release of the underlying case against the tortfeasor so long
as the release does not cover the insurer and the insurer is,
or should be, aware of the possibility of a bad faith action
at the time it agrees to the settlement.” Id.
at 4-5 (citing Poling v. Motorists Mut. Ins. Co.,
Syl. Pt. 2, 192 W.Va. 46, 47, 450 S.E.2d 635, 636 (1994)).
Fifth, the plaintiffs assert that they are permitted to
allege a breach of the covenant of good faith and fair
dealing since they are not seeking duplicative damages, but
are seeking such damages in the alternative. Id. at
5-6. Fifth, the plaintiffs request leave of court to amend
any and all inartful pleading with respect to the claim of
punitive damages, indicating that they only seek punitive
damages as a remedy rather than as an independent cause of
Nationwide filed a reply in support of its motion to
partially dismiss plaintiffs' complaint. ECF No. 7. First
defendant Nationwide asserts that the plaintiffs failed to
address why they are not barred from re-pursuing their claims
with respect to bodily injury claims that were alleged and
released in the prior state court action. Id. at 2.
Second, defendant Nationwide contends that the plaintiffs
released their Hayseeds damages when they released
their underinsured motorist coverage claim since “a
claim for Hayseeds relies upon a finding that the
insured substantially prevailed against the insurer
concerning a coverage dispute under the insurance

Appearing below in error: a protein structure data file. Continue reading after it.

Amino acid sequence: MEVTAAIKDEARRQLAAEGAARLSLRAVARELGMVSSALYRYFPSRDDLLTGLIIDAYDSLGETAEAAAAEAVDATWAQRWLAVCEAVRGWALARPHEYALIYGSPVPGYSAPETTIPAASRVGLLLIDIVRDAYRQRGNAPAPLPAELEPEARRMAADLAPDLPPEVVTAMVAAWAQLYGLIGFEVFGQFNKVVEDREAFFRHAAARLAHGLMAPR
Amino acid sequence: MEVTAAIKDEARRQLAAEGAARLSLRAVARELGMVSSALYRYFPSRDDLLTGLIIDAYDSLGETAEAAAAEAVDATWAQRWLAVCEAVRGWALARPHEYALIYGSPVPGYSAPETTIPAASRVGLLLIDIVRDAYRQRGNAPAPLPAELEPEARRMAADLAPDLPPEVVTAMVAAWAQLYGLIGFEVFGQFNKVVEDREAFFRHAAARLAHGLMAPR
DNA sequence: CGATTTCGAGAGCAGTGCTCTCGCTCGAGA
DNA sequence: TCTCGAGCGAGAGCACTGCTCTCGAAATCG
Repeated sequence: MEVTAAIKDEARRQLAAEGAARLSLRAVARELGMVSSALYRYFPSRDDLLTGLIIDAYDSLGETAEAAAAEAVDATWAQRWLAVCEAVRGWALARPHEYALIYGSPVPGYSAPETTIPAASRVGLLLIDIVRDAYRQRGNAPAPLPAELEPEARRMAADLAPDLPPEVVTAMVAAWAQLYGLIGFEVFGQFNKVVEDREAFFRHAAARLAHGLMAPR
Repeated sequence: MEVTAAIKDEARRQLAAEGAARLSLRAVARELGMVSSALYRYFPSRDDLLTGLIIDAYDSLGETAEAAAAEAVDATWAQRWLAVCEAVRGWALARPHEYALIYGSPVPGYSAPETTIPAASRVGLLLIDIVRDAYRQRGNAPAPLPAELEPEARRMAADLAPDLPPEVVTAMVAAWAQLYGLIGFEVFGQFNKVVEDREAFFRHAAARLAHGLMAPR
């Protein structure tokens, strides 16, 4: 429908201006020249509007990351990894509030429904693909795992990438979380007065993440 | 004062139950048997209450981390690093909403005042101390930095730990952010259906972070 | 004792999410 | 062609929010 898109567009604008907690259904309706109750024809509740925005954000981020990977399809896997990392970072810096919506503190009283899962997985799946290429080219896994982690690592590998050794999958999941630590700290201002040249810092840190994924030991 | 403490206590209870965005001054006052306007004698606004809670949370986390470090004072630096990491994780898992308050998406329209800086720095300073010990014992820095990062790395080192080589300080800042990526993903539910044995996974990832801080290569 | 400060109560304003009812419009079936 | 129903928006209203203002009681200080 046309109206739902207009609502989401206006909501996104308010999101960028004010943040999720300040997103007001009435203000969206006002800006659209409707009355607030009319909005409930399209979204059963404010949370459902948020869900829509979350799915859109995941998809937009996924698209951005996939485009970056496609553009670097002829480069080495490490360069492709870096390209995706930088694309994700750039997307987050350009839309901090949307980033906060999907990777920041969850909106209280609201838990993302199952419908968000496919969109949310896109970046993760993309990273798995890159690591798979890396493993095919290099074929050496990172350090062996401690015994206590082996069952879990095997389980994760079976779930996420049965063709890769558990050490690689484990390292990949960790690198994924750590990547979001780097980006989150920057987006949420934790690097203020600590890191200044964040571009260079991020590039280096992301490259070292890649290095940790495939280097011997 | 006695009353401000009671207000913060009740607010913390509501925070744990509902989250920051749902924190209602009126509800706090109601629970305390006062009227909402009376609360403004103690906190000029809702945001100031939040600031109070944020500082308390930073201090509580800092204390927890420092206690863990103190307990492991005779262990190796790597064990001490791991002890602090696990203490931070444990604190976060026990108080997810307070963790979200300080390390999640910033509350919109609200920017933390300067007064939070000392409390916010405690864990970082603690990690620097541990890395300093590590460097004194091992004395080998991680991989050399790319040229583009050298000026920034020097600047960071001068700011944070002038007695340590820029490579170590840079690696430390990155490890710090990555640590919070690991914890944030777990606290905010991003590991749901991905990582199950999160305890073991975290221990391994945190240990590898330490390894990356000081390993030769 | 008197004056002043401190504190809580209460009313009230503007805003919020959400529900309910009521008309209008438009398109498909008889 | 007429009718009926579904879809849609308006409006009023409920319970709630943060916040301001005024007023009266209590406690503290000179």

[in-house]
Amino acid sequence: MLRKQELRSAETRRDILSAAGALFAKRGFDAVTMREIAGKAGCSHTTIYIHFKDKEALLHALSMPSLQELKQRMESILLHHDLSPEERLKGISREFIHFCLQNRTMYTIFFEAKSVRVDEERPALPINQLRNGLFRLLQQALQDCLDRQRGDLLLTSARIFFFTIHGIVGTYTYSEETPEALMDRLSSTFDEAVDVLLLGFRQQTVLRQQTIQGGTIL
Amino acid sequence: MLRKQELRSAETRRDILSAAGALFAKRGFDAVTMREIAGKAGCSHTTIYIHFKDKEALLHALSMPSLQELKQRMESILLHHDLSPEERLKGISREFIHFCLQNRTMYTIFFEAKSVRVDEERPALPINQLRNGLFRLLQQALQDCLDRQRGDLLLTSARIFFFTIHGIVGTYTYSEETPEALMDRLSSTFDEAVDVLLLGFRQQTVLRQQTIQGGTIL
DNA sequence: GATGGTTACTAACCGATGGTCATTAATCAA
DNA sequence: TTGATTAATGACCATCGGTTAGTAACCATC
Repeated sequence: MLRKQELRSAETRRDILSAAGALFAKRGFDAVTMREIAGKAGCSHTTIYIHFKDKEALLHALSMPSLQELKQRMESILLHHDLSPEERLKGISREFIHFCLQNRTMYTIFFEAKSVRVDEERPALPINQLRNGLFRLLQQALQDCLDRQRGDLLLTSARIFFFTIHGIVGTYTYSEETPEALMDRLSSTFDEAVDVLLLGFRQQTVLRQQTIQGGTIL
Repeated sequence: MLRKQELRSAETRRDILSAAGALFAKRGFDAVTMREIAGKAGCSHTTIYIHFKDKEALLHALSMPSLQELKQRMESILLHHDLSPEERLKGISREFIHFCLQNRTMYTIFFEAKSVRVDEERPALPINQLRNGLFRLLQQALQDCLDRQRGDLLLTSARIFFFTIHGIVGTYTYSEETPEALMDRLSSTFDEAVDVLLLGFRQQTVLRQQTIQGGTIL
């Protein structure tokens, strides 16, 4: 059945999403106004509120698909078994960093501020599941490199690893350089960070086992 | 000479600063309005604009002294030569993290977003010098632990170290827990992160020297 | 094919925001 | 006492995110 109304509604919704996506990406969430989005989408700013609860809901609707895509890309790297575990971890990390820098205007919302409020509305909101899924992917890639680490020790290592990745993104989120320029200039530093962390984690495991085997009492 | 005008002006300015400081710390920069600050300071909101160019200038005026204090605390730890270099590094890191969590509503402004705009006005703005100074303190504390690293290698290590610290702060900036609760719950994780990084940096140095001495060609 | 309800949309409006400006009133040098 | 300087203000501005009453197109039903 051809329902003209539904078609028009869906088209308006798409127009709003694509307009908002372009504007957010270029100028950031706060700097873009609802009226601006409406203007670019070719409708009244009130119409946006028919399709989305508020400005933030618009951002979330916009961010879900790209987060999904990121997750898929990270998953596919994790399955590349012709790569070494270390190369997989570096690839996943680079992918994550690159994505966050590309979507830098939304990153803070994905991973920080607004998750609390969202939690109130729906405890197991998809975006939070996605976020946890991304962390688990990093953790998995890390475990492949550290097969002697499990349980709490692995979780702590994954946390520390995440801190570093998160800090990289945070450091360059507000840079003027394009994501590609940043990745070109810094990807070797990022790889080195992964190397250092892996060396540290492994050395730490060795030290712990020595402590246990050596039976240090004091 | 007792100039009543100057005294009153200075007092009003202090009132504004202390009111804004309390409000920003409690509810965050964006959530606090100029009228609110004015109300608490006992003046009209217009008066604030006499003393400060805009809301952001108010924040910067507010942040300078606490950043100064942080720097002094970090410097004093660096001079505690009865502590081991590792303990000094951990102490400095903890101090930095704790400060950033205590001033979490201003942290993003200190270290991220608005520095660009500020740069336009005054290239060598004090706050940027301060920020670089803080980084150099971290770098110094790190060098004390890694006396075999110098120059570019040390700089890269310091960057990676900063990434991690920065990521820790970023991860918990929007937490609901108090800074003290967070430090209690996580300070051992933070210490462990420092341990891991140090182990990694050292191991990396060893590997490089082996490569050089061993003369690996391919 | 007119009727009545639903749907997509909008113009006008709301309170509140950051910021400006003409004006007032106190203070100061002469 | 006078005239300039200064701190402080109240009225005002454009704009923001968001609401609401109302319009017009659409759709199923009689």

contract.” Id. at 3. Third, defendant
Nationwide states that the plaintiffs are claim precluded
from asserting Count VI since the Hayseeds claim
relies on the same evidence as their underinsured motorist
coverage claim, because the Hayseeds claim depends
on whether the plaintiffs substantially prevailed with
respect to the insurance claim dispute. Id. at 5-6.
Fourth, defendant Nationwide contends that there is no
independent cause of action for breach of the implied
covenant of good faith and fair dealing, and that such a
covenant arises from a contract. Id. at 6. Moreover,
defendant Nationwide states that even if there was an
independent cause of action, the plaintiffs already released
their state court claims and the Circuit Court of Wetzel
County, West Virginia already dismissed the plaintiffs'
complaint in the prior state court action with prejudice.
Id. Lastly, defendant Nationwide requests the Court
to dismiss Count VII because “[p]laintiffs agree that
West Virginia law does not permit a plaintiff to bring an
independent cause of action for punitive damages.”
Id. at 7.
reasons stated below, this Court grants defendant
Nationwide's motion for partial dismissal with respect to
Counts I through III of the complaint, grants as framed the
defendant's motion with respect to the punitive damages
claim (Count VII), and grants the defendant's motion with
respect to the implied covenant of good faith and fair
dealing claim (Count VI). This Court denies the
defendant's motion with respect to the plaintiffs'
Hayseeds claim (Count VIII). Therefore,
plaintiffs' claims based on common law misconduct (Count
IV), the UTPA (Count V), and Hayseeds (Count VIII)
assessing a motion to dismiss for failure to state a claim
under Rule 12(b)(6), a court must accept all well-pled facts
contained in the complaint as true. Nemet Chevrolet, Ltd
v. Consumeraffairs.com, Inc, 591 F.3d 250, 255 (4th Cir.
2009). However, “legal conclusions, elements of a cause
of action, and bare assertions devoid of further factual
enhancement fail to constitute well-pled facts for Rule
12(b)(6) purposes.” Id. (citing Ashcroft
v. Iqbal, 129 S.Ct. 1937, 1949 (2009)). This Court also
declines to consider “unwarranted inferences,
unreasonable conclusions, or arguments.” Wahi v.